Sunday, July 20, 2008

Sign language and red birds

Hello! Sorry it's taken me so long to find this. I've been doing so much traveling and apartment hunting and gosh but this is the first chance I've had to catch up on everything I've been neglecting. You two have been posting some beautiful art here and it's making me so nostalgic for UArts and how inspiring it was coming to class each day.

I don't know if I showed these to you already, but here is the revised version of that piece I did for Phyllis and a piece I did for Meghan. Any critiques would be wonderful. I feel terrible that I haven't made any art all summer so hopefully this'll shake me up and get me working again.


the three of us said...

What you lack in quantity, you more than make up for in quality, Travis.

You hit the nail on the head with the first one. All of the previous order and hierarchy problems are solved beautifully. The variant of whites really ties it all together in a readable and not-too-distracting way.

The second one I've either never seen before, or you've changed it so much that I don't recognize it. Either way the figures against the dark blue map and bright grass are pretty stunning. In comparison, the bright contrasty stuff (teeth and birds)in the middle kind of kills it. You could probably do without it entirely, or make them smaller/more sparse/duller/arranged specifically... anything that will make them an embellishment rather than a focal point.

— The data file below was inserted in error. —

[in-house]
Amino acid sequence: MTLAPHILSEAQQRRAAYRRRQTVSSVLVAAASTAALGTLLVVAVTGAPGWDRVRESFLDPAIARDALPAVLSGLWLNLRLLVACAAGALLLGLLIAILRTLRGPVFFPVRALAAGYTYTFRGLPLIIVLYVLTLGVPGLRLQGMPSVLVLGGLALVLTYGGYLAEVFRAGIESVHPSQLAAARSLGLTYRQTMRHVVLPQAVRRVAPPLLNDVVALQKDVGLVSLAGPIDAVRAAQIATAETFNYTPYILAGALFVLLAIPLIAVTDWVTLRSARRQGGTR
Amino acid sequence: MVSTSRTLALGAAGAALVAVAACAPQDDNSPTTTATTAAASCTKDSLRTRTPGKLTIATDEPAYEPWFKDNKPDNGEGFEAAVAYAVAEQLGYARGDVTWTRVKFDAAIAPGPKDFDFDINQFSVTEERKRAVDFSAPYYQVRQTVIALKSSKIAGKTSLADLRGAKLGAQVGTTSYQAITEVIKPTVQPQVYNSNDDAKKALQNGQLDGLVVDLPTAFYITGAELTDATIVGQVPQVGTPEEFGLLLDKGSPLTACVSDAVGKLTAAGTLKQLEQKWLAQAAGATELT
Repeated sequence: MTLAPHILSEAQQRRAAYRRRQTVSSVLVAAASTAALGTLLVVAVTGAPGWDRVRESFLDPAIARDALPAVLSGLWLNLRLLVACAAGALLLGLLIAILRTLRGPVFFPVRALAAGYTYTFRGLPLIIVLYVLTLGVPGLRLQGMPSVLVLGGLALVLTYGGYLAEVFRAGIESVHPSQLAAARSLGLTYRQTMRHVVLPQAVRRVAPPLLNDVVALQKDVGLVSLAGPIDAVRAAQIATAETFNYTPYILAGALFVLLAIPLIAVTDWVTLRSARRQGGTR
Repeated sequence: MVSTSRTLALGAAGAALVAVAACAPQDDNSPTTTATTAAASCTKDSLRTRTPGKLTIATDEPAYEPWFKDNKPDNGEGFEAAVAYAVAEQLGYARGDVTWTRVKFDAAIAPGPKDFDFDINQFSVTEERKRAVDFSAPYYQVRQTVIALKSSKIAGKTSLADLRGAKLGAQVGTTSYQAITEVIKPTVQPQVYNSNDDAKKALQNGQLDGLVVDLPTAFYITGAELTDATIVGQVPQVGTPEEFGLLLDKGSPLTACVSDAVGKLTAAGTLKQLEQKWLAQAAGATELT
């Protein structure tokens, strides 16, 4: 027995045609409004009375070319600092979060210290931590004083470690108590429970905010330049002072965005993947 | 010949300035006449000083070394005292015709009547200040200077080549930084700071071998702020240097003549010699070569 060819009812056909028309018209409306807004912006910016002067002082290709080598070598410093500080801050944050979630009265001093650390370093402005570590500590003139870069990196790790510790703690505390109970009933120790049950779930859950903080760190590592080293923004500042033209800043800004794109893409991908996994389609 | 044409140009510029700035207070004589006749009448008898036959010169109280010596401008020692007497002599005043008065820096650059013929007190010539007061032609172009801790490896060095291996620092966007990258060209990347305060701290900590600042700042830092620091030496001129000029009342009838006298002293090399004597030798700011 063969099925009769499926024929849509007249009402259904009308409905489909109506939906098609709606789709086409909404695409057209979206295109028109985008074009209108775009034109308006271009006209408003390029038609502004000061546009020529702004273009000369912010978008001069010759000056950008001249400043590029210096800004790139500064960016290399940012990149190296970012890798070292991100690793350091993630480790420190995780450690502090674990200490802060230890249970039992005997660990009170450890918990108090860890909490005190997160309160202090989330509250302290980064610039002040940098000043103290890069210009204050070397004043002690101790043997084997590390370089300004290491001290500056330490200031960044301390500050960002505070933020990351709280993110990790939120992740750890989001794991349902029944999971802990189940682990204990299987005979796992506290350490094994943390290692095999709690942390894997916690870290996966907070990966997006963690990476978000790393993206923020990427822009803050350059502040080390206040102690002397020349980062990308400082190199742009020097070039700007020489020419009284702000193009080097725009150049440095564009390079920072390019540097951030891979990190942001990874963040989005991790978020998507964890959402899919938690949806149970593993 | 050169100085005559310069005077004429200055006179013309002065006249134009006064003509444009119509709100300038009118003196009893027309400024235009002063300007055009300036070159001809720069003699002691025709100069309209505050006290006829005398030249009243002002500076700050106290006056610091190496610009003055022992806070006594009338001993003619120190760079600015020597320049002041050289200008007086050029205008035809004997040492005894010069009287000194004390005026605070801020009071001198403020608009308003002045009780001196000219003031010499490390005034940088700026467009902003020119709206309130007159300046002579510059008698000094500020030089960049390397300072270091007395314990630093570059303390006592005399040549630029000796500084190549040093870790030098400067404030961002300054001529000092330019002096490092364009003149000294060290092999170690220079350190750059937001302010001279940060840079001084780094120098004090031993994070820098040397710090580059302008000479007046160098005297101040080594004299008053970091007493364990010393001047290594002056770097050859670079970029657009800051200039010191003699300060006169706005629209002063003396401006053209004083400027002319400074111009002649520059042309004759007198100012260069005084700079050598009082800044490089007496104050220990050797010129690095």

It seems like you have the same problems on the bottom one that you originally had on the top one, so I'm confident you can solve it successfully. Try applying the same changes.

In a word; awesome. The best stuff I've seen you do so far (which is saying a lot)

Sara said...


i love you.

i agree almost entirely with jimmy, here. the solution of the background pattern makes everything look so stable and cohesive...lovely. as for the second one, yeah, the arrangement of the embellishments like the teeth and scarlet birds seems to be just a little bit too structured, and is coming across as a shape unto itself, as opposed to a connecting region of the composition. perhaps positioning the items in such a way as to create a cascading effect (higher concentration trickling down to a lower concentration) between the figures would help out a bit.
regardless, it's a remarkably strong piece, and everything is obviously so cared for. i simply can't help but to love it, even if some compositional issues are left unaddressed.

i hope that you're doing well, travis! thanks for making it over here despite, i imagine, being incredibly busy! we just need to start planning a day to visit you now. :oP

Sara said...

oh my! looking at your second piece (once again), i *just* noticed that the papilio memnon was done with my photo as reference! funny. :o)

Travis DeMello said...

Thank you, you two!
I'm still struggling with controlling values when I'm using paint, so it's great to hear that the first one with the deer is more successful. Both of your suggestions for the second piece are really helpful. I took out the teeth and left the birds and it's already looking a lot better. I'm going to shift things around a little and see if that helps (Sara, I like your idea of cascading elements). Eventually I need to find a way to put these all together with something other than removable tape, and figure out how to build a frame.

You two are super helpful, thank you

Travis said...

Also, Sara I've saved all of your butterfly photography for reference
it's all so beautiful